This book is the third in the series. I haven’t read the first two. Although I have owned a large number of Gor books in my life, I currently have but four. Back near the turn of the century, I was an active eBayer, picking up books and whatnot at garage and estate sales and listing them on eBay. I bought a stack of Gor books at a quarter each and discovered, as they were first printings and second printings, that they were worth far more than a quarter each. I think I sold the 23rd book in the series for almost sixty dollars. So I made my money back on them and kept my eyes open for Gor books in the future. Needless to say, I didn’t sell all of them by the time I was done with the eBay thing. So I have a couple left, later printings.
The Gor books draw a lot of attention because of certain elements within them. Okay, one: women are about chattel in these books. They’re subservient at best and most of the time, they’re slaves. Apparently, some segments of the population like to re-enact this lifestyle according to the books (so much that Gorean sites are banned by some Web hosts). Weird, huh?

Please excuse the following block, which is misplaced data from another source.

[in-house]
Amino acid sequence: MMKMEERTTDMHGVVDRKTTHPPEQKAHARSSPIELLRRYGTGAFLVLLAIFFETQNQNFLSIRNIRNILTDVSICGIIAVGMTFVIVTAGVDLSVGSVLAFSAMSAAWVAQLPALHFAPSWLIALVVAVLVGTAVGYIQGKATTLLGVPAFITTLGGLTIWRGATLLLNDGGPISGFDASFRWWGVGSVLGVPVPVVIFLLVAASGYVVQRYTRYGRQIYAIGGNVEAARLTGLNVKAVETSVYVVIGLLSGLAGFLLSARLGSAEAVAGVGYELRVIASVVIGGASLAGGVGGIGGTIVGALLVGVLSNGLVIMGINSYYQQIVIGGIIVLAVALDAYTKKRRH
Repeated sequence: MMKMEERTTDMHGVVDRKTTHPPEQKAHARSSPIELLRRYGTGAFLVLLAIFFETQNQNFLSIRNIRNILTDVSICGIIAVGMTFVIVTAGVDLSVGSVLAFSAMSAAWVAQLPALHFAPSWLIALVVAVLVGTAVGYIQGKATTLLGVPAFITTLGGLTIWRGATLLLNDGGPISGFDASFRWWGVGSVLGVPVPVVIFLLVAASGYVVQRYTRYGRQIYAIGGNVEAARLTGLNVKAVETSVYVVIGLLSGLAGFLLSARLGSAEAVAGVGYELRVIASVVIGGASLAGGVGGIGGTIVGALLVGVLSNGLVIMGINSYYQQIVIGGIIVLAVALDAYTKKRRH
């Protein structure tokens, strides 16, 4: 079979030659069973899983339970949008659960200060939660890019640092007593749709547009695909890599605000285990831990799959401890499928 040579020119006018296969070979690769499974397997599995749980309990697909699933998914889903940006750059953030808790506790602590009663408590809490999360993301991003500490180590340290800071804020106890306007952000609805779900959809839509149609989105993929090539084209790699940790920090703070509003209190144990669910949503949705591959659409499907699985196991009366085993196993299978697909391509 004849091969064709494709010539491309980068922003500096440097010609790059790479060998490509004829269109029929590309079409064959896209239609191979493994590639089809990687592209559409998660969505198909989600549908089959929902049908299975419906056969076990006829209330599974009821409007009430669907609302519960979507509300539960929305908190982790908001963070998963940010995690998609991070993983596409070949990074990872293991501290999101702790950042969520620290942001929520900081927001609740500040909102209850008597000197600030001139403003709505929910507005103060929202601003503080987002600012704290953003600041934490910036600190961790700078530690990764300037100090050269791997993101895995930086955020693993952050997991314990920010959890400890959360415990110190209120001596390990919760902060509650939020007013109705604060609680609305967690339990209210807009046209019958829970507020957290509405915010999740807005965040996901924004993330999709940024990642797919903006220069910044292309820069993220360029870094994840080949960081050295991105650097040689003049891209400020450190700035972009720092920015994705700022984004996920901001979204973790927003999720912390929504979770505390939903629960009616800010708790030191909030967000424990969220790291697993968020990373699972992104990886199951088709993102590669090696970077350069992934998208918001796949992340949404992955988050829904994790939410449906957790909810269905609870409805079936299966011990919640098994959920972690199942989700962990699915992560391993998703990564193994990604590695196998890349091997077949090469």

The storylines strike me as reminiscient of Edgar Rice Burroughs’ Warlord of Mars or maybe John Jakes’ Brak stories. Elements of science fiction coupled with sword and sorcery that was kinda popular for much of the last century. In this book, Tarl Cabot, an Earthman transported to Gor, the planet on the opposite side of the sun from the Earth. Cabot is going to seek the forbidden priest-kings who rule the planet from afar to seek vengeance for their destruction of his city. He goes into Sardor, the mountains encircled by a wooden frontier, armed with only his sword, shield, and wits.
The book is very detailed in the description of Gor, its lifestyles, its species relationships, biology, and so on. Not bad for a third book in the series; Norman gave a lot of thought to what he was doing and what he was going to do.
I liked the book well enough. Enough to read more, but not enough to chain women at the foot of my bed. I’ll read the others I own in the series and maybe pick up a couple more. Because unlike some survivors of collegiate English programs, I can suspend my moral outrage along with my disbelief to enjoy a little hack’n’slashery, although this series probably rises above the most base in the genre in spite of its depictions of women.